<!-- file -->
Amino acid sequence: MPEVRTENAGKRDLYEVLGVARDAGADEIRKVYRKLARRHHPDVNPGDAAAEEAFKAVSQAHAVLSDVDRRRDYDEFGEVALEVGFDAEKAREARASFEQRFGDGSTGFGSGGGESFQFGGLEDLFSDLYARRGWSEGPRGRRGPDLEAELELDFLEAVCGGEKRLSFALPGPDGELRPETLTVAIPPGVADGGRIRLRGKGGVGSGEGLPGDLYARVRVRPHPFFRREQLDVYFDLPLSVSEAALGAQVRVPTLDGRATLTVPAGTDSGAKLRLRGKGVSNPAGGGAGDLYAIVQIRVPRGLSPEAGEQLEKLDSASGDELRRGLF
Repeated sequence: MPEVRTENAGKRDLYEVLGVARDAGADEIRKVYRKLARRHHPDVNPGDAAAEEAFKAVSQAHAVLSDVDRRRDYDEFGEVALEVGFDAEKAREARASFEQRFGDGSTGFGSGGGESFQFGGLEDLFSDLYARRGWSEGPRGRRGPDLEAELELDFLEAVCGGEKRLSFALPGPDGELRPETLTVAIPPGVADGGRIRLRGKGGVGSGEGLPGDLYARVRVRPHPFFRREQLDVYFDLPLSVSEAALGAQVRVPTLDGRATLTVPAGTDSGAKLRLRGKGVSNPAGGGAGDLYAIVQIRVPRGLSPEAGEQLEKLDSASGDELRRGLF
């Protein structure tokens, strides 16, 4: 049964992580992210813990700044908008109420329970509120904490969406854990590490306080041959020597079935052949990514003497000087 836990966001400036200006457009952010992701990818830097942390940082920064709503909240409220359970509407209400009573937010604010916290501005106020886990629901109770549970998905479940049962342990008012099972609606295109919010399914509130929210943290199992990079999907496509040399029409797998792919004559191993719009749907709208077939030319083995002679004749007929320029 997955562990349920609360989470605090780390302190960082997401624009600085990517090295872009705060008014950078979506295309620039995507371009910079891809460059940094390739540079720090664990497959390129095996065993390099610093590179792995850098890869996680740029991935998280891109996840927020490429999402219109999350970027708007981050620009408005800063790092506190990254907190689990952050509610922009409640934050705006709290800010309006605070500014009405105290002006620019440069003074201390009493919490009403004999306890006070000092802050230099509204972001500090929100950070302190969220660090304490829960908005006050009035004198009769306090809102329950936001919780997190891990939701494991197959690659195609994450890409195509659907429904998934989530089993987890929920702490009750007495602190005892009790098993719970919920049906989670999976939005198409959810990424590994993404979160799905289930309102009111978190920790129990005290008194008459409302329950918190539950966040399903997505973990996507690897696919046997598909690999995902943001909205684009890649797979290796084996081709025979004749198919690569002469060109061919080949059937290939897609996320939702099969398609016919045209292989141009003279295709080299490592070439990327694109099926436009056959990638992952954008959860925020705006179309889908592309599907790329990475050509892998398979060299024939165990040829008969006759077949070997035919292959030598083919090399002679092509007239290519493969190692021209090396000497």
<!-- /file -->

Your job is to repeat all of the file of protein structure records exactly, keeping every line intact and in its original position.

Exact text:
Amino acid sequence: MPEVRTENAGKRDLYEVLGVARDAGADEIRKVYRKLARRHHPDVNPGDAAAEEAFKAVSQAHAVLSDVDRRRDYDEFGEVALEVGFDAEKAREARASFEQRFGDGSTGFGSGGGESFQFGGLEDLFSDLYARRGWSEGPRGRRGPDLEAELELDFLEAVCGGEKRLSFALPGPDGELRPETLTVAIPPGVADGGRIRLRGKGGVGSGEGLPGDLYARVRVRPHPFFRREQLDVYFDLPLSVSEAALGAQVRVPTLDGRATLTVPAGTDSGAKLRLRGKGVSNPAGGGAGDLYAIVQIRVPRGLSPEAGEQLEKLDSASGDELRRGLF
Repeated sequence: MPEVRTENAGKRDLYEVLGVARDAGADEIRKVYRKLARRHHPDVNPGDAAAEEAFKAVSQAHAVLSDVDRRRDYDEFGEVALEVGFDAEKAREARASFEQRFGDGSTGFGSGGGESFQFGGLEDLFSDLYARRGWSEGPRGRRGPDLEAELELDFLEAVCGGEKRLSFALPGPDGELRPETLTVAIPPGVADGGRIRLRGKGGVGSGEGLPGDLYARVRVRPHPFFRREQLDVYFDLPLSVSEAALGAQVRVPTLDGRATLTVPAGTDSGAKLRLRGKGVSNPAGGGAGDLYAIVQIRVPRGLSPEAGEQLEKLDSASGDELRRGLF
């Protein structure tokens, strides 16, 4: 049964992580992210813990700044908008109420329970509120904490969406854990590490306080041959020597079935052949990514003497000087 836990966001400036200006457009952010992701990818830097942390940082920064709503909240409220359970509407209400009573937010604010916290501005106020886990629901109770549970998905479940049962342990008012099972609606295109919010399914509130929210943290199992990079999907496509040399029409797998792919004559191993719009749907709208077939030319083995002679004749007929320029 997955562990349920609360989470605090780390302190960082997401624009600085990517090295872009705060008014950078979506295309620039995507371009910079891809460059940094390739540079720090664990497959390129095996065993390099610093590179792995850098890869996680740029991935998280891109996840927020490429999402219109999350970027708007981050620009408005800063790092506190990254907190689990952050509610922009409640934050705006709290800010309006605070500014009405105290002006620019440069003074201390009493919490009403004999306890006070000092802050230099509204972001500090929100950070302190969220660090304490829960908005006050009035004198009769306090809102329950936001919780997190891990939701494991197959690659195609994450890409195509659907429904998934989530089993987890929920702490009750007495602190005892009790098993719970919920049906989670999976939005198409959810990424590994993404979160799905289930309102009111978190920790129990005290008194008459409302329950918190539950966040399903997505973990996507690897696919046997598909690999995902943001909205684009890649797979290796084996081709025979004749198919690569002469060109061919080949059937290939897609996320939702099969398609016919045209292989141009003279295709080299490592070439990327694109099926436009056959990638992952954008959860925020705006179309889908592309599907790329990475050509892998398979060299024939165990040829008969006759077949070997035919292959030598083919090399002679092509007239290519493969190692021209090396000497």